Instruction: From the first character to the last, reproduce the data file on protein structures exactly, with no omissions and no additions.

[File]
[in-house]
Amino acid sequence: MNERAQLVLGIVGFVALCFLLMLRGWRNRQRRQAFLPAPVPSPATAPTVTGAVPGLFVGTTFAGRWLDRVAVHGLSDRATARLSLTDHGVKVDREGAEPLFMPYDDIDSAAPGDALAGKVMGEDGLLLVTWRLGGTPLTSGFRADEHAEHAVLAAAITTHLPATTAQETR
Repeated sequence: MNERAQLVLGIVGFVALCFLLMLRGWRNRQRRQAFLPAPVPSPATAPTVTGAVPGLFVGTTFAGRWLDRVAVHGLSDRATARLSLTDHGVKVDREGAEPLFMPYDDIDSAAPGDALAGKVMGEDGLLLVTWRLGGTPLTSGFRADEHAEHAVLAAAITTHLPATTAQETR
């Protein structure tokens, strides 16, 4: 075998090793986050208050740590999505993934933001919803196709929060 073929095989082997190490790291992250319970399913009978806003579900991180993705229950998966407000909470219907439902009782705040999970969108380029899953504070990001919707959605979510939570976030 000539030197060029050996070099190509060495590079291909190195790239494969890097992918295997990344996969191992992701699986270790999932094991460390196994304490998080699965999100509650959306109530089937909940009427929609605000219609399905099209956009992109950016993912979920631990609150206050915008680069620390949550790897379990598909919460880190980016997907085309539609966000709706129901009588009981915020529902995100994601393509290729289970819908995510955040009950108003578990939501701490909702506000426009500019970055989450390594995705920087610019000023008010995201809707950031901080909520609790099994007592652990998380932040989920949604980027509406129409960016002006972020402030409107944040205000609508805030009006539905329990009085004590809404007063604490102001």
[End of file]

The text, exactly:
[in-house]
Amino acid sequence: MNERAQLVLGIVGFVALCFLLMLRGWRNRQRRQAFLPAPVPSPATAPTVTGAVPGLFVGTTFAGRWLDRVAVHGLSDRATARLSLTDHGVKVDREGAEPLFMPYDDIDSAAPGDALAGKVMGEDGLLLVTWRLGGTPLTSGFRADEHAEHAVLAAAITTHLPATTAQETR
Repeated sequence: MNERAQLVLGIVGFVALCFLLMLRGWRNRQRRQAFLPAPVPSPATAPTVTGAVPGLFVGTTFAGRWLDRVAVHGLSDRATARLSLTDHGVKVDREGAEPLFMPYDDIDSAAPGDALAGKVMGEDGLLLVTWRLGGTPLTSGFRADEHAEHAVLAAAITTHLPATTAQETR
């Protein structure tokens, strides 16, 4: 075998090793986050208050740590999505993934933001919803196709929060 073929095989082997190490790291992250319970399913009978806003579900991180993705229950998966407000909470219907439902009782705040999970969108380029899953504070990001919707959605979510939570976030 000539030197060029050996070099190509060495590079291909190195790239494969890097992918295997990344996969191992992701699986270790999932094991460390196994304490998080699965999100509650959306109530089937909940009427929609605000219609399905099209956009992109950016993912979920631990609150206050915008680069620390949550790897379990598909919460880190980016997907085309539609966000709706129901009588009981915020529902995100994601393509290729289970819908995510955040009950108003578990939501701490909702506000426009500019970055989450390594995705920087610019000023008010995201809707950031901080909520609790099994007592652990998380932040989920949604980027509406129409960016002006972020402030409107944040205000609508805030009006539905329990009085004590809404007063604490102001």